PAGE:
New database makes it easier to find addiction treatment in Connecticut
A website that makes it easier to find addiction treatment has come to Connecticut, and Ada Haines, state chapter chair of the national nonprofit that created it, hopes it’s just one step toward curbing overdose deaths here.
On Addiction Resource Center, a product of Addiction Policy Forum, users can choose their county and then select the options that fit their needs. Looking for an addiction psychiatrist? Head to Norwich Psychiatric Center. Want to use Medicaid to pay for your methadone? Hartford Dispensary’s New London and Norwich locations have you covered.
Addiction Resource Center, or ARC, launched about the beginning of the year and lists about 800 providers, digital content and web manager Theresa Bibeau said. The goal is to add providers through the year and eventually cover each state and Washington, D.C.
Bibeau, who lived in Newtown for 25 years and now works in D.C., said the nonprofit calls each place to ensure it’s legitimate.
“There are a lot of providers out there that market themselves as being the solution when they’re not,” said Bibeau, whose childhood friend has been using heroin on and off for two years. “We researched all of these and only included the ones that met our standards in terms of what they offer.”
Overdoses killed 1,038 people in Connecticut in 2017, state Chief Medical Examiner Dr. James Gill has said.
The cause also is personal for Lebanon resident Haines, whose son, incarcerated right now, turned from using prescription drugs to heroin.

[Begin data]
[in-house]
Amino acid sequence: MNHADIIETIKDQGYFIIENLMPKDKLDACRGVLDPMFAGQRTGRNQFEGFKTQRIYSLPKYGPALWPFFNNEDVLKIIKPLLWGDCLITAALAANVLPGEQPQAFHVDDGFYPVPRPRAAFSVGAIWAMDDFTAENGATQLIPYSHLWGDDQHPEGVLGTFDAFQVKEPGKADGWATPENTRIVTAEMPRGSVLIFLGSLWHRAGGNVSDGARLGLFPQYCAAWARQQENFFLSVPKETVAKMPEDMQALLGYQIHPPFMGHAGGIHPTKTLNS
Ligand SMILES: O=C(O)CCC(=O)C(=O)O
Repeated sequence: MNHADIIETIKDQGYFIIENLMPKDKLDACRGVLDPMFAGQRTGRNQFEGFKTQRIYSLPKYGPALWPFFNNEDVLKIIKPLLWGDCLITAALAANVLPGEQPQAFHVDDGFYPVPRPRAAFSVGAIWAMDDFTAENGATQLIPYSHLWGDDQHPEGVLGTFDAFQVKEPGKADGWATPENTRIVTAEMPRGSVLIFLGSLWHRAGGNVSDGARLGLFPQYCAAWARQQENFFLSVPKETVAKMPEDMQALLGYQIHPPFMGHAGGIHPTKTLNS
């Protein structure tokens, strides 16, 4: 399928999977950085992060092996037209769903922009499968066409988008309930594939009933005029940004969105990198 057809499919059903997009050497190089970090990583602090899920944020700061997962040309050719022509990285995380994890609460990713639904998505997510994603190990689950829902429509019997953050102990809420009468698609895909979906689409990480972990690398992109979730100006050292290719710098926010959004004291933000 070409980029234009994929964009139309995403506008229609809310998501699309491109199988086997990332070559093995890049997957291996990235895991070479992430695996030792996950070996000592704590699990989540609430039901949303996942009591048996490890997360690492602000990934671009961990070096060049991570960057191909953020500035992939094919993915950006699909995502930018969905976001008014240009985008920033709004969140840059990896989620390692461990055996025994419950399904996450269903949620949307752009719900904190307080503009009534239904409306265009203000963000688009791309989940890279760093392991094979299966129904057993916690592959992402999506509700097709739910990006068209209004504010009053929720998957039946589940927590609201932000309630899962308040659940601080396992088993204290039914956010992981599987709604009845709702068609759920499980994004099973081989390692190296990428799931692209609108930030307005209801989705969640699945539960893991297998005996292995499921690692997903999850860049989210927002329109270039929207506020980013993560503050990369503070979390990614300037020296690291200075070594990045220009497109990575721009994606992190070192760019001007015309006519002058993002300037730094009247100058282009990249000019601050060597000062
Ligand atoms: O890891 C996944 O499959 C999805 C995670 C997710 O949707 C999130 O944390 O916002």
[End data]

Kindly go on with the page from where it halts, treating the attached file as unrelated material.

She began calling pharmaceutical companies and emailing politicians when she saw what was happening to him, she said. From there she joined Shatterproof, another national nonprofit dedicated to helping those with substance use disorders, and last fall learned about Addiction Policy Forum.
Haines recently became chair of the Connecticut chapter and plans, in addition to directing people to the new website, to host forums and panels, raise funds for organizations in need and change the way people think about addiction.
“Even though people are getting more and more comfortable as far as saying in obituaries, ‘After years of addiction to opiates, my son lost his life,’ ... it’s still not enough,” she said. Addiction “is all over. It’s doctors. It’s the police. It’s not only the general public. Yet we still have a stigma, especially with heroin.”
Those who visit bit.ly/addictionRC can take an assessment to see whether they’re struggling with addiction, or build an action plan to help someone else who is. The site also includes information about the science behind addiction and a resource line staffed by addiction counselors, licensed social workers and peer recovery support advocates.
Connecticut residents can call the line at 1 (833) 301-HELP (4357) from 9 a.m. to 6 p.m. Monday through Friday.
“Connecticut sees an overwhelming amount of people struggling with substance use disorder, and many of these cases result in death,” Haines said. “I am hopeful that the ARC database will be able to provide more Connecticut residents with the resources they need to get help so we can save more lives.”